Bush crickets, which number over 6,000 species, can be found on every continent except Antarctica. They are usually spotted amongst vegetation, where they can mimic leaves and sticks or just hide away. The males rub modified front wings to produce the loud sound (called stridulation) that begins the mating process. Females are usually silent. On rare occasions swarms of bush crickets can cause serious damage to crops.
Scientific name: Tettigoniidae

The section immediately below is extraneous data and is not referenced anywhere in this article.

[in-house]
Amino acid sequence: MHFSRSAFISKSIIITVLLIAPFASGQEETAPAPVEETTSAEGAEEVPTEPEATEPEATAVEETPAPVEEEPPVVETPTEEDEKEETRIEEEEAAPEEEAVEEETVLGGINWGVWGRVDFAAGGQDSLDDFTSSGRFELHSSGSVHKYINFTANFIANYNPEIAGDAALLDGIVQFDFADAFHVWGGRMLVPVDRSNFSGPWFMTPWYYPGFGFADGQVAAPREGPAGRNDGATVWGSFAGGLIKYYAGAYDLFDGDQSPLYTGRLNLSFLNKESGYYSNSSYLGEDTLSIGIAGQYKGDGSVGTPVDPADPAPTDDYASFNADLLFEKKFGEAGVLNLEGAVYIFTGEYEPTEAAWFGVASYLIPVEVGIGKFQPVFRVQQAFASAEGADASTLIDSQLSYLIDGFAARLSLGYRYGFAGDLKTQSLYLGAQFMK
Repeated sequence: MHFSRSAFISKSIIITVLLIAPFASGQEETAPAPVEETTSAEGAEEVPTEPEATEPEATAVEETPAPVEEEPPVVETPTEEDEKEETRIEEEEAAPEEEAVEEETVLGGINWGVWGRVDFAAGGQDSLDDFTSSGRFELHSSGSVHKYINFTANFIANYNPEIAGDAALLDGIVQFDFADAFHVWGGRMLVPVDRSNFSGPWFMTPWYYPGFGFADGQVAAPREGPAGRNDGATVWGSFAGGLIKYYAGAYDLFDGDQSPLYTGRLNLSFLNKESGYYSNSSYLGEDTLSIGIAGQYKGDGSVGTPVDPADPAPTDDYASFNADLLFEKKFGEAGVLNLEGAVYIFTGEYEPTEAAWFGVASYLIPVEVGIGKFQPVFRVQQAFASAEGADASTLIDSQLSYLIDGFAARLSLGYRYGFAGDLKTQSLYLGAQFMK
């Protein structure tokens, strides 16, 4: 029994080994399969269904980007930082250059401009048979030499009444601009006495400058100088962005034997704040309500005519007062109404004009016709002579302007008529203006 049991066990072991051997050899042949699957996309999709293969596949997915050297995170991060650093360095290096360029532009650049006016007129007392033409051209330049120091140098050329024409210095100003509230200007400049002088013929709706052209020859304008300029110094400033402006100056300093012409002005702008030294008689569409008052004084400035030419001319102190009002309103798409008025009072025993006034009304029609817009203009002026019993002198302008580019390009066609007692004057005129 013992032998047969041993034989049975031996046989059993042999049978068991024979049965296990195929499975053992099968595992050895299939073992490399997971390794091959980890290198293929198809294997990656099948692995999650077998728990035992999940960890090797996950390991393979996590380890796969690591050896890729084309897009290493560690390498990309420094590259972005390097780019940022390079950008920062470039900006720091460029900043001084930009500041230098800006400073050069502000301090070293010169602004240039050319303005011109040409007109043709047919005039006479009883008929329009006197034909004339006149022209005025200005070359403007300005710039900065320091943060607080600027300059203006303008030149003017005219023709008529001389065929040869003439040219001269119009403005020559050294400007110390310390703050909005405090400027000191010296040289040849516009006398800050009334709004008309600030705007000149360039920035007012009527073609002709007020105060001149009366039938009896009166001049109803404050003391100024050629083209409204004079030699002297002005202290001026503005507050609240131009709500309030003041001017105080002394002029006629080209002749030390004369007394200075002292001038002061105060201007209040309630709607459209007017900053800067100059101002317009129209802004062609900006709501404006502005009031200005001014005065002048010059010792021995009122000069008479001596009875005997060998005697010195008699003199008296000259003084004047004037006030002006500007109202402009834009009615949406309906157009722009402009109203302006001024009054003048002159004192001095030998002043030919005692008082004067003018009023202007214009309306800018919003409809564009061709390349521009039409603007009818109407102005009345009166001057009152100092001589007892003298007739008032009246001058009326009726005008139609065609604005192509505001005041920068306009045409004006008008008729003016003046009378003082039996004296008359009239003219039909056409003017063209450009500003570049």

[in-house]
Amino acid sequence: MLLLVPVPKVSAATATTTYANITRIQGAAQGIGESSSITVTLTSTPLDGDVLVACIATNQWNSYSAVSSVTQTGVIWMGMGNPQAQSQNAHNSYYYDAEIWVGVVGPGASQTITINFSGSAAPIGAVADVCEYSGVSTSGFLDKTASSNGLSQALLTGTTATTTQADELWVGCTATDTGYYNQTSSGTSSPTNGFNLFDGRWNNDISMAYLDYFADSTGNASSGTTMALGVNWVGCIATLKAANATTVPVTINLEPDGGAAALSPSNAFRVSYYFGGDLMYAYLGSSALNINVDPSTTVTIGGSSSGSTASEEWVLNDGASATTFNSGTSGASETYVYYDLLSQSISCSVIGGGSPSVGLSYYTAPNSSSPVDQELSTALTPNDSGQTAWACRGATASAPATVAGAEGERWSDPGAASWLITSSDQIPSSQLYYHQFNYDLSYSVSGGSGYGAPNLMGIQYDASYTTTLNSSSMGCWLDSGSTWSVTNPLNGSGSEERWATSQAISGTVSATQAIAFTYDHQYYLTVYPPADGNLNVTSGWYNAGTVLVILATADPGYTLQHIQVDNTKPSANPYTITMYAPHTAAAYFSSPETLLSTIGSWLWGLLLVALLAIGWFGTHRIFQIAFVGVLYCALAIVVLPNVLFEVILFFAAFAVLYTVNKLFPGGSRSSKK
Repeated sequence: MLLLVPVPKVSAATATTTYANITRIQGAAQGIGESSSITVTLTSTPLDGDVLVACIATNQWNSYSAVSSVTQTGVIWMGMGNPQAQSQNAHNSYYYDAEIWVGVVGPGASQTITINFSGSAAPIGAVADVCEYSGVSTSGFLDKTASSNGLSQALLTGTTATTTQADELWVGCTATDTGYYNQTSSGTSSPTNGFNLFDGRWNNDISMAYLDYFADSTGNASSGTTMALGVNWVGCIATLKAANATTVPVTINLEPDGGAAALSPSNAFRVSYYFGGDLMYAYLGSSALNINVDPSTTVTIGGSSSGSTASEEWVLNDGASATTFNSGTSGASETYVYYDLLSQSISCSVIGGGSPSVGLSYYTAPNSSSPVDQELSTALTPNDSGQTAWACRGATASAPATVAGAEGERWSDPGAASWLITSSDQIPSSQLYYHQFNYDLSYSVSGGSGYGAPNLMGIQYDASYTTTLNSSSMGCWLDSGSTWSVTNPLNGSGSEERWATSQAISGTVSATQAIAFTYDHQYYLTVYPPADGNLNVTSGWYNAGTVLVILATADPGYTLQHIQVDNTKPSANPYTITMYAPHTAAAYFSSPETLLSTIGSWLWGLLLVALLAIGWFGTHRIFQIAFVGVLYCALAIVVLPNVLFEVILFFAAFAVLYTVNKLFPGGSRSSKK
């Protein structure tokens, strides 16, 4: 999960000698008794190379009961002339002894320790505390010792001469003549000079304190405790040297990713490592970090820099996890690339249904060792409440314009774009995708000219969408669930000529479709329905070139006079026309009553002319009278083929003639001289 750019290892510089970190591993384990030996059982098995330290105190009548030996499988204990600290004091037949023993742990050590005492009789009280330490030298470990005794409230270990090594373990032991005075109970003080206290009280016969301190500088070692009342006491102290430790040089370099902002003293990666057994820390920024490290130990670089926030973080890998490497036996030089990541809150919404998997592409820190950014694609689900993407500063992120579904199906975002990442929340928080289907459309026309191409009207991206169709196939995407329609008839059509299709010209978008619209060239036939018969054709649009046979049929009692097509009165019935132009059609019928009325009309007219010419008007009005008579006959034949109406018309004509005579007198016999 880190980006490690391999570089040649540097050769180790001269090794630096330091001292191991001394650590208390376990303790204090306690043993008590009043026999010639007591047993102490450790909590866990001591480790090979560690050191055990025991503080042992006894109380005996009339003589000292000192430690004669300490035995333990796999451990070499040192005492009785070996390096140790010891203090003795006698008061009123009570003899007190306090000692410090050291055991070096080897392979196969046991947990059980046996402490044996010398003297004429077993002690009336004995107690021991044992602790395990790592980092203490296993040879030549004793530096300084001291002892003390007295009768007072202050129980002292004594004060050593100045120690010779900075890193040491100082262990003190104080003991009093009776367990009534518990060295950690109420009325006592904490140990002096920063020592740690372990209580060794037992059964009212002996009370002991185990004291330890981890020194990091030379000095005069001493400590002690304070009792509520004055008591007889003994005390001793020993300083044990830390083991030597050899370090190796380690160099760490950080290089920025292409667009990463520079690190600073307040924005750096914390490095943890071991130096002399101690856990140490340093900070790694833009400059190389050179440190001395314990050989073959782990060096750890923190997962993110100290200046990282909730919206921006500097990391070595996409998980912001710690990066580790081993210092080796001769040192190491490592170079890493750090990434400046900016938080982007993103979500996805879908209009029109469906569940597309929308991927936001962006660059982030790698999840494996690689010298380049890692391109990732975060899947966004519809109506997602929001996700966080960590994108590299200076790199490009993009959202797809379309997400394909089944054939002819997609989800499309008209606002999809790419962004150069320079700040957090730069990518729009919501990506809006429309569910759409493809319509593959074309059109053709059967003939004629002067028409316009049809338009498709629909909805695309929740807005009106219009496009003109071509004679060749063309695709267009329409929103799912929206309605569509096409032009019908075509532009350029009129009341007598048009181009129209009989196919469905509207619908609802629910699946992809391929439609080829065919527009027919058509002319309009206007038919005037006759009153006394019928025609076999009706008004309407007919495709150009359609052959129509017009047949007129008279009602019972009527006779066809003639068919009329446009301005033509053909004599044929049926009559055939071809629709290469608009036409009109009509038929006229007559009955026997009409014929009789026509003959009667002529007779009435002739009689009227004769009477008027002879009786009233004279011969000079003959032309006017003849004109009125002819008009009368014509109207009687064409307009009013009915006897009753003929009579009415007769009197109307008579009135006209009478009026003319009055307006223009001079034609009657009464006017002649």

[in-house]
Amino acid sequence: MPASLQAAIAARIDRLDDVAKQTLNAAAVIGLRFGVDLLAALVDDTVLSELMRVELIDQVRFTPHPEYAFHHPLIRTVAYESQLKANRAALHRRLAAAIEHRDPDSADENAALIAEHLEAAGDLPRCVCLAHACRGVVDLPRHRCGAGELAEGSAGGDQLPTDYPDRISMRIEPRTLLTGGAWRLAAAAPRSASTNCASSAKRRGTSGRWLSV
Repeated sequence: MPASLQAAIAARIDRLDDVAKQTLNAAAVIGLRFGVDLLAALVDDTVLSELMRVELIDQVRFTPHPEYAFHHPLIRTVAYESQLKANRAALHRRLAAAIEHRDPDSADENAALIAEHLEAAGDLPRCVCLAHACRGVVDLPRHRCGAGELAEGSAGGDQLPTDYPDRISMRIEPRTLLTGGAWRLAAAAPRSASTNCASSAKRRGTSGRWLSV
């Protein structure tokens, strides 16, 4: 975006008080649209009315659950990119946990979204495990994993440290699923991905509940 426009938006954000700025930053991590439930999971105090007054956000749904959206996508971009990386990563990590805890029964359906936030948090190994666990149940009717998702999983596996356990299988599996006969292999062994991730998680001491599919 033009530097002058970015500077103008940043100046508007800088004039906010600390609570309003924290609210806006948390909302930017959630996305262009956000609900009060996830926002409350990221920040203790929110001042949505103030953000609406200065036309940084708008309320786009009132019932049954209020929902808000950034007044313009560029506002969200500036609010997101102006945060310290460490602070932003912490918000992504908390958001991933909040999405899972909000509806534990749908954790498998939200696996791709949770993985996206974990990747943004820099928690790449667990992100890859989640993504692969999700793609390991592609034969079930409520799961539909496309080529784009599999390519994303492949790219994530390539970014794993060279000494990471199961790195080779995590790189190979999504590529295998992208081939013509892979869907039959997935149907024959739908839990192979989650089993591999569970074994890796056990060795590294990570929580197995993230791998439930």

Insects in the family Tettigoniidae are commonly called katydids or bush-crickets. There are more than 6,400 species. Part of the suborder Ensifera, it is the only family in the superfamily Tettigonioidea. The name is derived from the genus Tettigonia, first described by Carl Linnaeus in 1748. They are also known as long-horned grasshoppers, although they are more closely related to crickets and weta than to any type of grasshopper. Many tettigoniids exhibit mimicry and camouflage, commonly with shapes and colors similar to leaves.